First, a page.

One-Tank Trip for Sept. 23/17
(c) By Jim Fox
Kitchener-Waterloo Oktoberfest is certainly “wunderbar.”
They’re about to roll out the barrels (of beer) for Canada’s great Bavarian festival from Oct. 6 to 14, the biggest outside of Munich, Germany.
|Prime Minster Justin Trudeau taps the first keg of beer to launch last year’s Kitchener-Waterloo Oktoberfest. (Sylvia Pond Photography from K-W Oktoberfest)|
Everyone is willkommen (welcome) and a visitor’s guide to this annual beer bash (not forgetting the cultural activities, too) should list Ein Prosit as its anthem.
The rallying call for this Bavarian drinking song anthem is usually preceded by the unusual but familiar chant of “zicke zacke, zicke zacke, hoi, hoi, hoi.”
Loosely translated, it means “down the hatch,” as revellers chug their beer and finish it off with a round of polkas before roaring into another rousing chorus.
|Ein Prosit! (Writer Jim Fox) Photo by Barbara Fox|
As well, leading the revellers in the chicken dance oom-pah song (doing the polka while imitating chickens) is Onkel Hans, a huge orange-costumed mascot wearing a Prosit hat.
Among the 700,000 annual celebrants for last year bash was Prime Minister Justin Trudeau.
He tapped the keg to open the 48th annual event and was joined by Ontario Premier Kathleen Wynne, local and regional politicians and event dignitaries including Miss Oktoberfest.
|Bottoms up at K-W Oktoberfest. (Jim Fox photo)|
“During this nine-day celebration, you will have a chance to experience the rich German heritage of our founders in our increasingly vibrant, energetic city (originally called Berlin),” said Kitchener Mayor Berry Vrbanovic.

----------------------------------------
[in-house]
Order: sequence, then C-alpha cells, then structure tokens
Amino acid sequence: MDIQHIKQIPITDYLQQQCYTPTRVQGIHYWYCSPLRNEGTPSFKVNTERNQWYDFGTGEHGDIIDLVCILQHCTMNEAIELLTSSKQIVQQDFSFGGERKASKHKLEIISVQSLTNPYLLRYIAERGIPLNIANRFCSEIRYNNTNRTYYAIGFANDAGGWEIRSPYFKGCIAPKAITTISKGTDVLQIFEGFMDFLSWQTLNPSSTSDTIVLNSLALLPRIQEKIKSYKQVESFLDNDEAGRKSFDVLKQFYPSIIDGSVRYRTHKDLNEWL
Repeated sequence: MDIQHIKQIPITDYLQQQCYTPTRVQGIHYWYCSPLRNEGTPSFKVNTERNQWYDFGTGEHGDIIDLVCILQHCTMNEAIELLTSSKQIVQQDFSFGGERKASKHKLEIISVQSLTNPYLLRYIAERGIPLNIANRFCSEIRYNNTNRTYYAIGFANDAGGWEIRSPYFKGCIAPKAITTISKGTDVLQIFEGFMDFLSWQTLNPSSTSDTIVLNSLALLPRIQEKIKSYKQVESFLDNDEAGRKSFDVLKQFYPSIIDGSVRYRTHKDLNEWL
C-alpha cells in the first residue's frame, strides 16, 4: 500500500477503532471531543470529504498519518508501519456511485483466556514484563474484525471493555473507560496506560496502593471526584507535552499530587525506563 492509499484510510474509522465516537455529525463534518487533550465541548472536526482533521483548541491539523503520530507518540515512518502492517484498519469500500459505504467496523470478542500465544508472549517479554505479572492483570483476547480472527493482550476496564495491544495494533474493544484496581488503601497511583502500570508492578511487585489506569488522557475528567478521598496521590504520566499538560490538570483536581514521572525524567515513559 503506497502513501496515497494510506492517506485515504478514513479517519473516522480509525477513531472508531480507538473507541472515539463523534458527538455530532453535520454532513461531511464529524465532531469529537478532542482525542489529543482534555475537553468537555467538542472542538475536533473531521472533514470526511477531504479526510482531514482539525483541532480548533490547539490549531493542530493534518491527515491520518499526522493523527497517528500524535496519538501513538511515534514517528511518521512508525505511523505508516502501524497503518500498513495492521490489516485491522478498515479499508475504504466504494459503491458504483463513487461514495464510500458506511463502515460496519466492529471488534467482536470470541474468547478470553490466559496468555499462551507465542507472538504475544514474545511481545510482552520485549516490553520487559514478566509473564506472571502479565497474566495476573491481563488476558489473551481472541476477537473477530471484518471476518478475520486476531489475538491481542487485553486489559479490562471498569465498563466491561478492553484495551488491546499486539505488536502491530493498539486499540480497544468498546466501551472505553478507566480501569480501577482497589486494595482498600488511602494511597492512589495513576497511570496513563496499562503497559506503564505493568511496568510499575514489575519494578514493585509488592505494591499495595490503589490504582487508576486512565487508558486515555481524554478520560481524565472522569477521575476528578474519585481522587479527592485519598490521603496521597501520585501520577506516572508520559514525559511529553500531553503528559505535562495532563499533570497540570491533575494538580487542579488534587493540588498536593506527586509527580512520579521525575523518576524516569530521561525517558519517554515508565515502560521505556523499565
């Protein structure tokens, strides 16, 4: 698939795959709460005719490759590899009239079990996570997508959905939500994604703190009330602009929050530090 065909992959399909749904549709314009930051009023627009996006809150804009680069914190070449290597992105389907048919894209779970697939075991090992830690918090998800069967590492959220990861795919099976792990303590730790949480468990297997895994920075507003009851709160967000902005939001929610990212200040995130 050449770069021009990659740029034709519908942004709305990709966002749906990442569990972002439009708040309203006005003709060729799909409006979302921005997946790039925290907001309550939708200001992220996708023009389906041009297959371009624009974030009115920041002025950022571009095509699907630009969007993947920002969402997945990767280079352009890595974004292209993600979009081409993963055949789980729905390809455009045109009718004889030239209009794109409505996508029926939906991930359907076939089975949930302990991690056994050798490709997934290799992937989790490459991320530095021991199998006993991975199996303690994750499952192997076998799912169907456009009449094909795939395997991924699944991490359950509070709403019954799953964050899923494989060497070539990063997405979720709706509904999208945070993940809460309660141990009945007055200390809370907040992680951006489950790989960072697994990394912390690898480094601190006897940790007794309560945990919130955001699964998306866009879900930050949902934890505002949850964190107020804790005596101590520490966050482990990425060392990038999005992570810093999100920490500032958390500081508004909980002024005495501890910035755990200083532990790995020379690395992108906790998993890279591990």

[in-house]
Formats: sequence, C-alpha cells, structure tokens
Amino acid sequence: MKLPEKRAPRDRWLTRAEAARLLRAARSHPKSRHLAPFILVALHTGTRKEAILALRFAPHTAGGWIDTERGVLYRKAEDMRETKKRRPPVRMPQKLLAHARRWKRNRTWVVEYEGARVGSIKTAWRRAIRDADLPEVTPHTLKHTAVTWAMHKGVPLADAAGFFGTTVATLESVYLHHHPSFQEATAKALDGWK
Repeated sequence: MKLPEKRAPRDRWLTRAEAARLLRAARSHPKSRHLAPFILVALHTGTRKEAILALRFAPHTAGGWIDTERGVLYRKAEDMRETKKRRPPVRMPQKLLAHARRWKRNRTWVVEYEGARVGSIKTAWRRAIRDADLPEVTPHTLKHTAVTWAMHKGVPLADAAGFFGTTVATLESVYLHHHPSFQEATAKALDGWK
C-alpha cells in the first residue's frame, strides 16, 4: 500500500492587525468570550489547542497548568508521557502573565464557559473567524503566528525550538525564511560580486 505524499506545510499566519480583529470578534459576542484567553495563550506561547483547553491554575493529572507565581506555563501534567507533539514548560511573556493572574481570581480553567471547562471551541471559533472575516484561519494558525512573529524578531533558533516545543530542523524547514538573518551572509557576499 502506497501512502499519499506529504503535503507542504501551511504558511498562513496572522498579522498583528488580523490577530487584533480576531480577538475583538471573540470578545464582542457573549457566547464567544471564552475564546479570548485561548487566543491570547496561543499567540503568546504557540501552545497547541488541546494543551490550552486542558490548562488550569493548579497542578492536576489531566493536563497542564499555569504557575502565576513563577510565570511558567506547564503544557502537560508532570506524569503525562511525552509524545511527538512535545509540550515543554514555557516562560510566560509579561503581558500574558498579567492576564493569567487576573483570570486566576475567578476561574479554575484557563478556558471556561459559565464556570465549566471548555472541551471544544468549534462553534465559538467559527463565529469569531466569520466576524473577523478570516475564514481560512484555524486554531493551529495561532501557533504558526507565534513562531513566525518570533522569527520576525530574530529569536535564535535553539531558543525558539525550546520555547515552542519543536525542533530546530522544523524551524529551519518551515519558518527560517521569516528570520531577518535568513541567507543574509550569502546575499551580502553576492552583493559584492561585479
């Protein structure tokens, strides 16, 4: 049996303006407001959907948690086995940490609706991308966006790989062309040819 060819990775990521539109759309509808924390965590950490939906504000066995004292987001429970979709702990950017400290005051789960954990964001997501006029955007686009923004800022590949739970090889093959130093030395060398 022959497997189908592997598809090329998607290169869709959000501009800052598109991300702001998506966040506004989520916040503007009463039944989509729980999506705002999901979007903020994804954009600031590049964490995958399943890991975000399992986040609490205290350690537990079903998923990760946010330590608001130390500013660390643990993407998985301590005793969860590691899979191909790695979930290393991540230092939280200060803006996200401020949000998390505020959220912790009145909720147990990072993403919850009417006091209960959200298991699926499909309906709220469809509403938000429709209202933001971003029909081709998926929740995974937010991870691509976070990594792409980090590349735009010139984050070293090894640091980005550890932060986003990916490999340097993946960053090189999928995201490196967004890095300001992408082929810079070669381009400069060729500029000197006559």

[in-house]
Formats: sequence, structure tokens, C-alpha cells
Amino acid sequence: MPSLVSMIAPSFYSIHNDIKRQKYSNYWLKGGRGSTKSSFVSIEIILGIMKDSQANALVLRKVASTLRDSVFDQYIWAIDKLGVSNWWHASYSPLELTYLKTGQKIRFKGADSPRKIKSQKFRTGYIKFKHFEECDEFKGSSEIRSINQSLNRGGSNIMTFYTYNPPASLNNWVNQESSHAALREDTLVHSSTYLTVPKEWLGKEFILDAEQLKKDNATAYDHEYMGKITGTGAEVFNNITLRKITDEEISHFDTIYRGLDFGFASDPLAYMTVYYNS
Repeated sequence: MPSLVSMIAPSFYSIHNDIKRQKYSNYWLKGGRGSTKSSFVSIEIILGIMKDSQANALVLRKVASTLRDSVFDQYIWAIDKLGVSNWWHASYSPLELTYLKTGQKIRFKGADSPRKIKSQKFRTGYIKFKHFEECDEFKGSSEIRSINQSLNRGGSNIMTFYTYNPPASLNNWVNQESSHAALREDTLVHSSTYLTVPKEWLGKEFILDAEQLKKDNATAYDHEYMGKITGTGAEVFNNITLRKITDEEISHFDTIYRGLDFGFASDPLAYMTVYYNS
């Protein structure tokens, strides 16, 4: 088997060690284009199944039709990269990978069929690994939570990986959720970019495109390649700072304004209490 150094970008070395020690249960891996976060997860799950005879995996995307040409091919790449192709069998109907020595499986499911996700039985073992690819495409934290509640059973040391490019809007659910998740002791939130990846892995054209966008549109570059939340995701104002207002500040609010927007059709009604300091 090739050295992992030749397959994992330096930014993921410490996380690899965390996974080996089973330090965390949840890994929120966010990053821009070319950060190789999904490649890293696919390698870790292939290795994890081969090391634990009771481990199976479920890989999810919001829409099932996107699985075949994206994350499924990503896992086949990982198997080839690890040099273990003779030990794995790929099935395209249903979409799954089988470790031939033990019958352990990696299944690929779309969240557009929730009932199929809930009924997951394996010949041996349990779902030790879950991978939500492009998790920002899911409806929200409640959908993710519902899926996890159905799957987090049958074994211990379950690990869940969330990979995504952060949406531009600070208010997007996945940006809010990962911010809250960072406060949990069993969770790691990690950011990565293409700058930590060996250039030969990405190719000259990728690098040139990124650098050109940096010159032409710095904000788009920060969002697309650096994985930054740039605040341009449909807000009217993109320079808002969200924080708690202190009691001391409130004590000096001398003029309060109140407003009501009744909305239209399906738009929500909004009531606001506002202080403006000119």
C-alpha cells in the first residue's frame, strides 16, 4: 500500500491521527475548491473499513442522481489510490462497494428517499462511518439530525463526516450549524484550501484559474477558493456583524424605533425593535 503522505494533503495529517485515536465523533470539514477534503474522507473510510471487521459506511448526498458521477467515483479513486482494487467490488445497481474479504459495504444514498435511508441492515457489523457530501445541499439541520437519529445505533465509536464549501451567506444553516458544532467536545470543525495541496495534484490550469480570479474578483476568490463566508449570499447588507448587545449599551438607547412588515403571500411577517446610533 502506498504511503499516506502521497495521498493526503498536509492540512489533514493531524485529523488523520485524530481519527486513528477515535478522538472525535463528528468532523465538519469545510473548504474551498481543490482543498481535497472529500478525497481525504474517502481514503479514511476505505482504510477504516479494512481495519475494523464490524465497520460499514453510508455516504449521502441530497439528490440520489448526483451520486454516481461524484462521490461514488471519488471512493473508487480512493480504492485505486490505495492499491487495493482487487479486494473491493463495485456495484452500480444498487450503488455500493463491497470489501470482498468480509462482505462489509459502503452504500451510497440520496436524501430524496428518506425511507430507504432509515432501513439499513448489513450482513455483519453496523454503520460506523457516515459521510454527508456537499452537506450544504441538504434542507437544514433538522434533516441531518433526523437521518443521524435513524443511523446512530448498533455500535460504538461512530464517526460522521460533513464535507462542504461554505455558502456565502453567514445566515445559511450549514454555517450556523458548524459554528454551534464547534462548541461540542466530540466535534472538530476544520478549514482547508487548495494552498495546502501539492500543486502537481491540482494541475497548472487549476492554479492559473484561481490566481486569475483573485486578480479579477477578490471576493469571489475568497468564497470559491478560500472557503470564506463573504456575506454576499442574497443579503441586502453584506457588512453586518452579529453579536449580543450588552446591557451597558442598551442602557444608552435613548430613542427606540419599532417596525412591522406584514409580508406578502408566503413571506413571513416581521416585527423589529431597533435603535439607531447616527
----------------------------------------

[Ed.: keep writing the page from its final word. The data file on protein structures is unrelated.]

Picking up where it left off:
Festhall party central
Join the fun at 13 German-Canadian clubs, called festhallen, featuring music, food and culture that are at the heart of this festival.
Expect to see men in lederhosen (leather shorts), suspenders and felt hats adorned with pins and huge feathers while women are smartly dressed in dirndls – dresses with flowing skirts.
Along with pilsners to wash down traditional German cuisine, there’s some culture, too, with more than 40 family and cultural events.
|Dancers show their stuff at a festhall. (K-W Oktoberfest photo)|
“Children can experience Cook like Oma as they learn to prepare and bake their own pretzels,” said Margo Jones, Oktoberfest president.
“Have your picture taken with Miss Oktoberfest, Onkel Hans, Tante Frieda and the Steiner brothers, Ziggy unt Zaggy.
“Tempt your taste buds with various Bavarian culinary specialities throughout the festhallen including apple strudel, sauerkraut, schnitzel, rollbraten and, of course, Oktoberfest sausage,” she added.
In the spirit of Gemutlichkeit (good times), on Oct. 6 at 11 a.m., outside Kitchener City Hall will be pomp and ceremony, music and dancing, and the enthusiasm of thousands of revellers eager to kick-off the 2017 fest.
|Oktoberfest mascot Onkel Hans revs up the crowd at the Thanksgiving Day Parade (K-W Oktoberfest photo).|
The Oktoberfest Thanksgiving Day Parade on Oct. 9, starting at 8:30 a.m., will feature 120 floats, bands and costumed characters making their way from Weber and Frederick streets in Kitchener.
About 150,000 people line a five-kilometre route through the Twin Cities for the parade.
Popular events on closing day, Oct. 14, are a beer barrel race, food truck feast and a car show.
The origins of Oktoberfest celebrations began with festivities to celebrate a wedding in Bavaria 207 year ago of King Ludwig and Therese von Sachsen-Hildenburghausen.
|Miss Oktoberfest contestants are ready to party in their dirndls. (K-W Oktoberfest photo)|
In 1969, the founding fathers of Kitchener-Waterloo Oktoberfest recreated this Bavarian tradition and now about $1.5 million is raised annually to assist not-for-profit organizations.
For more information, go to: oktoberfest.ca or call 1-888-294-HANS
Jim Fox can be reached at email@example.com
For more One-Tank Trips: http://1tanktrips.blogspot.ca